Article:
A 2014 NaNoWriMo Writer Challenge Story:
Henry O’Malley, Omega — Hank to those who know him, is about to have his world turned upside down.
You see, Hank is just a nice boy on the verge of becoming a man trapped in the quietude of Sparrows Hollow, West Virginia. The year is 1956 and Hank is in his senior year at the Cavanagh Gap Regional High School. Not that he has much to look forward to that he isn’t already doing. His life thus far is limited to the mundane existence of school work and the general store he runs with his mother in Sparrows. His Daddy ain’t been around much since Hank was a boy, when his daddy went off to the World War in Europe and the military just sorta lost him. No body to bury, nothing to grieve over.
Having idolized his father from a early age, Hank hasn’t been the same since.
Yet the scent of his father lingers around Sparrow’s, like a long ago caress he recalls from his father’s hand when he was a boy. His mama says that’s just “the spirit of his daddy lookin’ out for him.”
Only Hank ain’t so sure.
Then there’s the boys from his high school football team. Ruffians to the core. They’re the kind of boys that girls want to be with and other boys want to run with. Iconically beautiful and fearsome all in one. These boys were once Hank’s childhood friends – now scattered to the far corners of the school running like a pack of wolves – given the school mascot being a wolf, the irony isn’t lost on Hank. But Halloween is fast approaching, Hank’s eighteenth birthday, and the bad boys have cornered Hank and ominously informed him, “It’s time…”
Just as Hank is getting his bearings with these boys, this pack of bad boys, a mysterious visitor arrives in the store stirring up trouble. It seems Mama and Daddy weren’t as normal as Hank thought all along. This new stranger threads his way into Hank’s already upside down world and his boys ain’t too happy about it. The tang of anger and testosterone fill the air in Sparrows and the makings of a pack blood feud is about to ignite. Just as Hank feels he is out of his element, he discovers that something he resigned to in his past my not be as he thought it was. He may just have gained a powerful ally to take on this new threat.
A slightly scary, over the top, story about hormonally charged werewolves, powerful witches and erotically charged boy on boy love-action. A gay take on those classic movies of the golden age of classic horror monsters. What could be sexier?
First of a erotic horror novella series, episodic in nature.
I guess the best way to begin is by telling ya who I am. Yeah, that’d be good, I guess.
My name is Henry O’Malley, but most people around here call me Hank. I was named after my daddy, but he ain’t around no more. Not that he left us or nothing. Well, not by choice. See, my mama got pregnant with me a few years before Daddy joined up to the army. This happened shortly after Pearl Harbor at the start of our part in the second world war. I guess the government got desperate. Not that my dad was in poor shape or nothing. From the pictures I’d seen of him, and the man I know’d he’d become before he shipped off, I spied that he was a mountain of a guy — massive, monumental enough to rival Hercules hisself. The only reason he flew under the radar for most of the draft I guess was because we were in a Podunk of a town in the furthest backwater you could find. And you’d still have to walk a couple of miles further to get here — even then, you still might get lost. The kind of place that was so far off the beaten path that you’d have to pipe sunshine in, as we’d like to say.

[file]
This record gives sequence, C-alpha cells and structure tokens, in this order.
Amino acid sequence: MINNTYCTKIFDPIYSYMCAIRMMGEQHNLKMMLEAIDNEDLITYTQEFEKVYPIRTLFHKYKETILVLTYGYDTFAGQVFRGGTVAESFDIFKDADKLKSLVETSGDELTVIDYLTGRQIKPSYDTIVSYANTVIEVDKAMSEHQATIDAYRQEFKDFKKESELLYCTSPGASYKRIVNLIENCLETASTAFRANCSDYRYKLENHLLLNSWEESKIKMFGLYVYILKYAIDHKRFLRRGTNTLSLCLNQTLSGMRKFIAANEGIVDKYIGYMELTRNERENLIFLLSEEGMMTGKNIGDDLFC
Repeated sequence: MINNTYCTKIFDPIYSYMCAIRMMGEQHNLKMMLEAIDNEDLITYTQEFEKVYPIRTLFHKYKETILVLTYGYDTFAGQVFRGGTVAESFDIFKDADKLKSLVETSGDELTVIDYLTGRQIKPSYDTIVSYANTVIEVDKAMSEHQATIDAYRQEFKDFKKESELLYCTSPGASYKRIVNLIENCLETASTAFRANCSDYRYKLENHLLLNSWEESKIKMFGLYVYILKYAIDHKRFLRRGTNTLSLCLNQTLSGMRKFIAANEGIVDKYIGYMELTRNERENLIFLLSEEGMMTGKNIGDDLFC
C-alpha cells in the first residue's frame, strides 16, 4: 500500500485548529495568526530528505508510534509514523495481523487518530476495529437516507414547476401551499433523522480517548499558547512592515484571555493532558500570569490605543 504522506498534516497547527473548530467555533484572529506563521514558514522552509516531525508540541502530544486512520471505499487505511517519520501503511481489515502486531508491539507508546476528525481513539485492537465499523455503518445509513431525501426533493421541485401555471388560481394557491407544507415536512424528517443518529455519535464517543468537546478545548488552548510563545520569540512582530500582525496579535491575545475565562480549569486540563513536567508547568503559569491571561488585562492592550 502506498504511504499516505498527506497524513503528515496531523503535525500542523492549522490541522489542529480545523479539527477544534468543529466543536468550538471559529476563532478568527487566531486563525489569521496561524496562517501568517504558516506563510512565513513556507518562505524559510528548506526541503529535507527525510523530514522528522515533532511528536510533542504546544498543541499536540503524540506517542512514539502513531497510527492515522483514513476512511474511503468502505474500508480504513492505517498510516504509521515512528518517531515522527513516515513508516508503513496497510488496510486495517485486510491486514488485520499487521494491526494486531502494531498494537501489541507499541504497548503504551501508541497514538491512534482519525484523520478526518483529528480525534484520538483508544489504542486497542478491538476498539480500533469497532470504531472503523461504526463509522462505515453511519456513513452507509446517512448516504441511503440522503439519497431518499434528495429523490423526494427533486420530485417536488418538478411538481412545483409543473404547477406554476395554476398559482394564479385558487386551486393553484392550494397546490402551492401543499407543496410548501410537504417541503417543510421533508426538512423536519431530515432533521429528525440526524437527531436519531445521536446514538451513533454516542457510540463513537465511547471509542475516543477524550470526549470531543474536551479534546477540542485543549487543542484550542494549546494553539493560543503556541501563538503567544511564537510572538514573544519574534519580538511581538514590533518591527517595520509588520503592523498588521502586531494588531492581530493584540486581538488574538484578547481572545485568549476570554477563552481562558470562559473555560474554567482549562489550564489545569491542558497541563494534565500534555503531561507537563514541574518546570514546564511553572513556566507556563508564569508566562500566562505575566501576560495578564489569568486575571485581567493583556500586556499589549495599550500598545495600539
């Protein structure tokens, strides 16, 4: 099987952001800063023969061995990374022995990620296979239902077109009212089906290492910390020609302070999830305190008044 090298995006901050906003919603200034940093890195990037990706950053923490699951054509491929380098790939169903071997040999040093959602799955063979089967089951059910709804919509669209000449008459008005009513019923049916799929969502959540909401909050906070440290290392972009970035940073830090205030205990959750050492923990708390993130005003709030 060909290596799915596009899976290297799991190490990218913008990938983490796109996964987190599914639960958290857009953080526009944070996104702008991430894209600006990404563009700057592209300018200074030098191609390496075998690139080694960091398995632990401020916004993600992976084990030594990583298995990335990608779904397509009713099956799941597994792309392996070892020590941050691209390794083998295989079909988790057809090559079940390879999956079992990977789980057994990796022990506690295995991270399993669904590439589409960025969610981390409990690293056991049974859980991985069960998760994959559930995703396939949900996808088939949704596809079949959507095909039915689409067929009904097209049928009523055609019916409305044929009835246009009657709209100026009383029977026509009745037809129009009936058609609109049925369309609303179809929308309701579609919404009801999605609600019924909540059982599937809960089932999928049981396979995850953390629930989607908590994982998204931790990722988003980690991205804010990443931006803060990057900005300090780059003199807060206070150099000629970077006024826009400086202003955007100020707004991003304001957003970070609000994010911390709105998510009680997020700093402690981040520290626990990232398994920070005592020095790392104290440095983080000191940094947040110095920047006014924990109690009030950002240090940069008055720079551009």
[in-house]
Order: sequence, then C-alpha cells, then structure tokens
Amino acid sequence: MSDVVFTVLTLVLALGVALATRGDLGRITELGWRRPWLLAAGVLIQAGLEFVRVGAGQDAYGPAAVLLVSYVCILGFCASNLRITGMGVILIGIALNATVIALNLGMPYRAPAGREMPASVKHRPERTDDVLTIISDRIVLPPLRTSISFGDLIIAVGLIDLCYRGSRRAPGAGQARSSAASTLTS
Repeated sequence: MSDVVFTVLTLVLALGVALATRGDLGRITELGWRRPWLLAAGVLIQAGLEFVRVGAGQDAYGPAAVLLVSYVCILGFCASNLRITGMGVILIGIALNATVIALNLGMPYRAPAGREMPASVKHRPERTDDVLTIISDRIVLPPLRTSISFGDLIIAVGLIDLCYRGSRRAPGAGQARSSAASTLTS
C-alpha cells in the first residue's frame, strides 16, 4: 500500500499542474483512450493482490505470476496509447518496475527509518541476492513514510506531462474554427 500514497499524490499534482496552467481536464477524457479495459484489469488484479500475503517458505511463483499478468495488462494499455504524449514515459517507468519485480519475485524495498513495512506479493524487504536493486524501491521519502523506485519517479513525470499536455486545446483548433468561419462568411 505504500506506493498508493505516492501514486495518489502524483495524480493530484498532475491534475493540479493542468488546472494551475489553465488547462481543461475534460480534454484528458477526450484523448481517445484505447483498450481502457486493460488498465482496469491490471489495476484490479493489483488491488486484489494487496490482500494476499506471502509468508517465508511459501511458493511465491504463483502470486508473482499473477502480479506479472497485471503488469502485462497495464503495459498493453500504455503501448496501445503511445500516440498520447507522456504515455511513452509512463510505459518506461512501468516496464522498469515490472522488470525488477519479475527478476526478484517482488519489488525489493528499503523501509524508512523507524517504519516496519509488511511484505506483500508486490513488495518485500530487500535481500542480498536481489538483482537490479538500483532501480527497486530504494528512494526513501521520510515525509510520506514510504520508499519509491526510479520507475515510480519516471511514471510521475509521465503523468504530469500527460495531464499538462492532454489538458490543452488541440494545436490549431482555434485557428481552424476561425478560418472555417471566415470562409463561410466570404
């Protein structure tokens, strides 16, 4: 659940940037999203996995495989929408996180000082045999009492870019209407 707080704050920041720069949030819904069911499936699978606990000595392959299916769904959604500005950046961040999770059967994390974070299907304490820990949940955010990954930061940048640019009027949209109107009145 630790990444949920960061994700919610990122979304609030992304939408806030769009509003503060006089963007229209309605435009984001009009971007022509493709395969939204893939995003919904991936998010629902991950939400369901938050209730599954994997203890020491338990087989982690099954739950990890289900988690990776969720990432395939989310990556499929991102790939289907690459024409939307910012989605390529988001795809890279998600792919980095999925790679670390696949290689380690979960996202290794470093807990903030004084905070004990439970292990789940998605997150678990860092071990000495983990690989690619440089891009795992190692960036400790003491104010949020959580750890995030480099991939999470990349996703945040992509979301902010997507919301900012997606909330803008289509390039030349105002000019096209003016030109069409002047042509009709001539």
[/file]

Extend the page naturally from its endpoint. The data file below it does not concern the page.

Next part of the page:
Sparrows Hollow wasn’t the kind of town that appeared on any map. Just ‘twasn’t worth the trouble. I think the last census had us pegged at about 500 people who called her home. I was surprised by that because I swear you could walk for miles and never see a single soul and you wouldn’t have to try too hard to do that, neither.
But as I said, it was just Mama and me now. Daddy wasn’t in the picture on account of him going off to the war and they sorta lost him. No body to bury; no funeral to hold — only because we never knew what happened.
‘Twasn’t like the only time Daddy’d left us, neither. While he and Mama got along for the most part, they did have discussions about things I wasn’t a part of. Daddy’d go off for a couple of nights a month. He’d never say where he’d gone or what he’d done. Didn’t make Mama happy none, but he was the man of the house so no one did anything to stop him. ’Twas the was the way ’twas, thassall.
I remember one time when Mama accused him of having another woman in his life in some other town. He told her that there wasn’t any woman and that he had to take care of business on those nights a couple of counties over with some of the boys. A guy thing. But he swore “‘tweren’t any women involved.” I don’t know how he convinced her, or what he said, but somehow she believed him. Didn’t make it any easier on them or me, but we’d learned to accept it.